AI, the Economy, Mental Health, and Opioids
In the last year, we’ve heard a lot about the opioid epidemic and where it is hitting hard. While no group is immune from the problem, the data is showing correlation between opioid addiction and unemployment. A study issued February 2017 this year from the National Bureau of Economic Research goes over the study in detail. The Atlantic references this study in their article, The Link Between Opioids and Unemployment, from April 2017. The overall consensus is that there are mental health issues to be found where there is economic decline. The pattern we are seeing here is people self-medicating their mental health problems (not new).
This is occurring at a critical juncture where there is an attempt to gut health care and we are seeing the rise of artificial intelligence (AI) creating value in the economy. VP of Engineering at eBay recently said, “If you’re not doing AI today, don’t expect to be around in a few years,” in VentureBeat. In a few years, we could see many companies go under or reduce in size if they fail to keep up with companies who invested in AI in the present. Even tech companies we once thought were the darlings of Silicon Valley will suffer if they don’t have a plan. These are some of the job losses the gloom and doom “AI is going to take your job” articles have been talking about. While AI is poised to create many more new jobs, in the immediate future, those jobs will likely stay around the current tech hubs. We aren’t really sure how how economies that may consume AI, but aren’t building it, will fare in the immediate future. Or, what will happen to economic classes that traditionally work in service jobs in tech hubs if we increasingly see AI take over those roles (self-driving cars anyone?)? We’re seeing that increasingly, much of this new technology is in the hands of the few. This means many communities without access to these technologies will be left behind in this new economy as well. One example of a community that hasn’t kept up with the current economy is coal country: the heart of the opioid epidemic. There is potential that communities that begin to fall behind economically in the next few years due to the coming changes related to AI will be ravaged by the same fate as coal country. This could have a big impact on rural and minority communities that are already neglected by the current system.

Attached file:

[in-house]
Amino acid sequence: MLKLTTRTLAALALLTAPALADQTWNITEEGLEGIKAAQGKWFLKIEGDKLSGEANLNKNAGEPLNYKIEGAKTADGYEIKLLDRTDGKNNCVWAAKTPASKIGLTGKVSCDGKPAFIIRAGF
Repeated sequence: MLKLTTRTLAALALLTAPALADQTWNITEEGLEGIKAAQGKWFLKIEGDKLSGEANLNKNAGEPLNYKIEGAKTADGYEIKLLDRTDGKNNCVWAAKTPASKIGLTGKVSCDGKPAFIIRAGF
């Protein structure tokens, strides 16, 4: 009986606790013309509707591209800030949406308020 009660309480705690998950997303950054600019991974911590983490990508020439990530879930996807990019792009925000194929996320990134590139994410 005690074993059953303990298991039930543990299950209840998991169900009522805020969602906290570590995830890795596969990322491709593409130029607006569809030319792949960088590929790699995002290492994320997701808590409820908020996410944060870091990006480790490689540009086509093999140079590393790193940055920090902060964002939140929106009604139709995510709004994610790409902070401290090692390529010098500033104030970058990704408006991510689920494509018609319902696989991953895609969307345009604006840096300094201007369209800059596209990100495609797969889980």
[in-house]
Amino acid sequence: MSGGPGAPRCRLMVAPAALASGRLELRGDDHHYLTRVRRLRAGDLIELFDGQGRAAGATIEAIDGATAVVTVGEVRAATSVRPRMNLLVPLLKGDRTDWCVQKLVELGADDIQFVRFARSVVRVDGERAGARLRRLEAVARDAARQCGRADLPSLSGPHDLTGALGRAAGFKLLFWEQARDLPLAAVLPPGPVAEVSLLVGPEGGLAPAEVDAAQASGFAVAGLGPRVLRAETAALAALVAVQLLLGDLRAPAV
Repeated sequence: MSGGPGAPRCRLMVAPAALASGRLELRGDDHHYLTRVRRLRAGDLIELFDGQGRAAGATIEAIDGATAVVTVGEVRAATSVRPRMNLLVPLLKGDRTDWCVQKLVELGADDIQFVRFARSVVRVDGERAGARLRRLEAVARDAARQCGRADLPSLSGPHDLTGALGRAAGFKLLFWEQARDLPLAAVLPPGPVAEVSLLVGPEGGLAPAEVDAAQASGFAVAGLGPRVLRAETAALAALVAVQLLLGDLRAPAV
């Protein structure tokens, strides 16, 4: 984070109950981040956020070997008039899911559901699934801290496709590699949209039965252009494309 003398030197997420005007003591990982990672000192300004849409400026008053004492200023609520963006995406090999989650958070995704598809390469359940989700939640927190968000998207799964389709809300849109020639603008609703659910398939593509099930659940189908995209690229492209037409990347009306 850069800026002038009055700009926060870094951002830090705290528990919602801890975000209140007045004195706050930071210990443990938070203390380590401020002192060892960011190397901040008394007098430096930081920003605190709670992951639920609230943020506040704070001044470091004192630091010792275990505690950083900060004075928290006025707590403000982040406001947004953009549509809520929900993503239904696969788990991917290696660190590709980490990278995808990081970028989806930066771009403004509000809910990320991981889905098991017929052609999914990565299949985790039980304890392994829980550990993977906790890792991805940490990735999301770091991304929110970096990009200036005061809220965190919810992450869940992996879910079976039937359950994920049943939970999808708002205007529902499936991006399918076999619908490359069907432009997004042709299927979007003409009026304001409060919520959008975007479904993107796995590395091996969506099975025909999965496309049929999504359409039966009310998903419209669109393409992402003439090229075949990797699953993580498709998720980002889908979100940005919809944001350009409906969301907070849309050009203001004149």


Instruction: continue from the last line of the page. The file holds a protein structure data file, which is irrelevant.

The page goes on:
Opioid epipedimic + lack of access to affordable health care + an economy that is about to shift due to AI = expanded opioid crisis. Potentially the opioid health crisis is about to get worse before it gets better. Even worse, I don’t see anything slowing it down or stopping it within the next 4 years. Our best hope is local and state governements find successful ways of addressing the problem in their own areas, but with science and health care budgets in question at a federal level, we lack the resources to support the revitalization and healing of these communities.